"I think it’s made the weight of expectation and potential accusations that much more dangerous. But with everything that’s potentially negative, you know you take a lemon and you make lemonade. Grinderman opened up a lot of possibilities that would never have been considered before.".
As for Abattoir Blues (hailed in some quarters as the Bad Seeds’ finest hour but in retrospect probably more of a relief coming after 2003’s disappointing Nocturama), Cave speaks of it in monstrous terms, not disparagingly but almost as something that got way out of hand.
"We wanted to get away from the congested sound of that last record," he says. "There was just everything chucked on there, it was like this massive fucking juggernaut. We wanted to do something that was sinewy and less cluttered. Abattoir Blues is like this giant clogged artery, it’s really heavy, and I wanted this record to feel lighter because a lot of the lyrics are quite weighty on this record.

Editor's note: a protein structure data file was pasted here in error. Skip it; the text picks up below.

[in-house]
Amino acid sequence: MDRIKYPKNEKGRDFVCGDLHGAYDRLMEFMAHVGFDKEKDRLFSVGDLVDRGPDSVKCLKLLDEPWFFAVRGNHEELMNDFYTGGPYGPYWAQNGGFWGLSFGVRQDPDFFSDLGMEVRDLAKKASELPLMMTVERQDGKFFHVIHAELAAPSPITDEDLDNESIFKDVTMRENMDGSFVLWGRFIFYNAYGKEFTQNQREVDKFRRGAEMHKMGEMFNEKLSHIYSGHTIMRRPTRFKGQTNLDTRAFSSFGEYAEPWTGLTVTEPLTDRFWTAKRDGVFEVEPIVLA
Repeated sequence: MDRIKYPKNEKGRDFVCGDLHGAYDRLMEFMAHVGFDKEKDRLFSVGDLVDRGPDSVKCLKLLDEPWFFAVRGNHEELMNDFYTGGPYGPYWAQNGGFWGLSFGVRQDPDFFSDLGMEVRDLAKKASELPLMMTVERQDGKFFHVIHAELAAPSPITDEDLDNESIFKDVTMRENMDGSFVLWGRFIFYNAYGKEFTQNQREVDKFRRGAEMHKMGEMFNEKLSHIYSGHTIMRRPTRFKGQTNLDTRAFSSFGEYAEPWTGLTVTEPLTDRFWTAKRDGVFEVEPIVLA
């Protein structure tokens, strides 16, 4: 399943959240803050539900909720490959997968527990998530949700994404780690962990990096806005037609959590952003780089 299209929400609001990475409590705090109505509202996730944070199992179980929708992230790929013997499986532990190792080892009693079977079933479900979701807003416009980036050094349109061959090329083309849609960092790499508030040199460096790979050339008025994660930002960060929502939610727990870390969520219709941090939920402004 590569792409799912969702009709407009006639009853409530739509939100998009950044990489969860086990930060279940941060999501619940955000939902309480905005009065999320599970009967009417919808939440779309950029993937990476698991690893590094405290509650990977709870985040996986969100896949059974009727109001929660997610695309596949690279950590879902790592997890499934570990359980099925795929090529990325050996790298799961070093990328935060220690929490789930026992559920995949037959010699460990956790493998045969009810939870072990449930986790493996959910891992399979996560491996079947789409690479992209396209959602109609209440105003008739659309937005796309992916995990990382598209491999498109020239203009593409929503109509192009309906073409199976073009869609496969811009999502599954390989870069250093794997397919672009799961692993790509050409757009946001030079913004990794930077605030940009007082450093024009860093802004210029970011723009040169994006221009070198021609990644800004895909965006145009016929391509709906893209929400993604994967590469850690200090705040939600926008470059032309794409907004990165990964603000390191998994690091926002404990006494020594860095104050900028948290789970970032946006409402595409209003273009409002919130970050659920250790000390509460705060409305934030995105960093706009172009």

"I thought if I could put them with music that was more rhythmic and feel-orientated I could get away with these lyrics, and that seems to be the case. People have said it’s a joyful record, that it has a good sense of play about it and I’m pleased about that because I was able to slip in some fairly evil shit (laughs)."
That’s not ‘evil shit’ as in the blood-soaked musings on the nature of good and evil of yore, so much as a fragmented portrait of personal and political apocalypse that’s very much grounded in the here-and-now. ‘Grotesque’ is the word that keeps cropping up in conversation, and the arm-swinging sidewalk shuffle of the title track, a tale of Lazarus come to modern day New York, is a prime example.
"That song reminds me of this painting James Ensor did called ‘Christ’s Entry Into Brussels’ where Christ is on a donkey entering contemporary Brussels, and it’s a very kind of grotesque overview of humanity. That’s what it feels like to me, and the record needs to be seen as a whole in that way.